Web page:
Pandemic hospitalization rates are at new lows, the vast majority of US counties have low community levels of the coronavirus, and as of March 25, all 50 states have lifted mask requirements.
But is there a cost to lifting restrictions and trying to return to a pre-pandemic normal?
In a new study, researchers predict that the lifting of masking and social-distancing restrictions in March 2022 could lead to resurgences of Covid-19 deaths in most states, based on projections from a simulation model.
The study also found that delaying lifting restrictions would not prevent surges in deaths for those states, concluding that there is no “magic moment” to lift restrictions.
The study, published Friday in the Journal of the American Medical Association Health Forum, projected deaths from Covid-19 in each of the 50 states, the District of Columbia and Puerto Rico between March 1 and December 31, 2022. The researchers simulated lifting restrictions at different times in the year and predicted the number of deaths that would follow using current estimates for infection and vaccination rates, while accounting for differences in risk between age groups.
“There is likely no amount of additional waiting time in any state after which removing [Covid-19 restrictions] will not lead to a rise in morbidity and mortality,” the study says.
In almost every state, it says, lifting restrictions at any point in 2022 would lead to a rebound of peak Covid-19 deaths seen during the Omicron surge due to the high transmissibility of the circulating variant.
However, when researchers repeated the analysis using the transmissibility of the less-contagious Alpha and Delta variants, they did not see a similar surge in deaths.
“If we didn’t have Omicron, we wouldn’t have this problem,” said Dr. Benjamin Linas, co-lead author of the study and a professor of medicine at the Boston University School of Medicine.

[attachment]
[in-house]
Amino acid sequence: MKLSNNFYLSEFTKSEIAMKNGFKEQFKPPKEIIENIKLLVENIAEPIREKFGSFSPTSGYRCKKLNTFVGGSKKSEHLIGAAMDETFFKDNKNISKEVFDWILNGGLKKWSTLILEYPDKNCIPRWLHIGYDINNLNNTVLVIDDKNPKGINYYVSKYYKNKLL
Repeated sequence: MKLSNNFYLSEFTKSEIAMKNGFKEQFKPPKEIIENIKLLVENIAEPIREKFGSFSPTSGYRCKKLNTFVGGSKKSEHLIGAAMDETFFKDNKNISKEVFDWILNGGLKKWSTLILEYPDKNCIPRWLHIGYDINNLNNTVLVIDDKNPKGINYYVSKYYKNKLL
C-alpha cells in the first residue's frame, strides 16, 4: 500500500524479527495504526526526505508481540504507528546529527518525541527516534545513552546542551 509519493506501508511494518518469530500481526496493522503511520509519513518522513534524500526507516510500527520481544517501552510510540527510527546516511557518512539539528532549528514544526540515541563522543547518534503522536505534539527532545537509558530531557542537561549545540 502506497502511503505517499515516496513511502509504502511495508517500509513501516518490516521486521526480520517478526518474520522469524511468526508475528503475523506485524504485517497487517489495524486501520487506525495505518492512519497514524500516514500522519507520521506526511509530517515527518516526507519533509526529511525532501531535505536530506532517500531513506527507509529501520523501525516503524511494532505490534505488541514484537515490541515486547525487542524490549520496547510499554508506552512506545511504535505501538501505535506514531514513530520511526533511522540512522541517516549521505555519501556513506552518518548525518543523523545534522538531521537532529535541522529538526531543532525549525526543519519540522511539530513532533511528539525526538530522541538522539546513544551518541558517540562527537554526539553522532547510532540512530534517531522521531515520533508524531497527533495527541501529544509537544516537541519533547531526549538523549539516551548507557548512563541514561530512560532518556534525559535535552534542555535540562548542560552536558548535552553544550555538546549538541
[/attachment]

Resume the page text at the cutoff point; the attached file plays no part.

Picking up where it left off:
Delaying the lifts had a different effect on Covid-19 deaths depending on the state.
In California, Montana, North Carolina and Oregon, prolonging restrictions by just one month helped flatten the curve of deaths, though at no point could a surge in death rates be prevented. Nevertheless, delaying the lifting of restrictions could help relieve significant hospital burden in these states, the authors wrote.
The study found that prolonging Covid-19 restrictions caused higher peak incident deaths when the restrictions were to be removed in Massachusetts, New Jersey, New York and Ohio. Linas said that this is probably due to waning immunity in states with lower levels of natural immunity, which is the kind acquired after an infection.
Meanwhile, in Florida, Illinois, Michigan, Tennessee and Washington, the predicted peak of deaths stayed relatively similar despite modeling delays in lifting restrictions. In these states, prolonging restrictions would not change the disease burden in the community.
For those states, “the thing to change is that background of vaccination and immunity, and that’s the way out,” Linas said.
Deciding when to remove mandates thus requires a cost-benefit analysis, he said. On one hand, some states will have to weigh postponing a surge in deaths, and on the other hand is a return to normalcy.
“I would like policy-makers to take the study and try to lead the honest discussion we need now, which is to say, what is the goal of our mitigation policies?” Linas said.
The study uses a simulation model in which several assumptions had to be made, and it can’t predict the transmissibility and severity of any future Covid-19 variants. The model also does not account for interstate travel and the role it may play in infection transmission.
Additionally, it is possible that people will continue to wear masks and socially distance even once state restrictions are lifted, potentially easing the peak of deaths.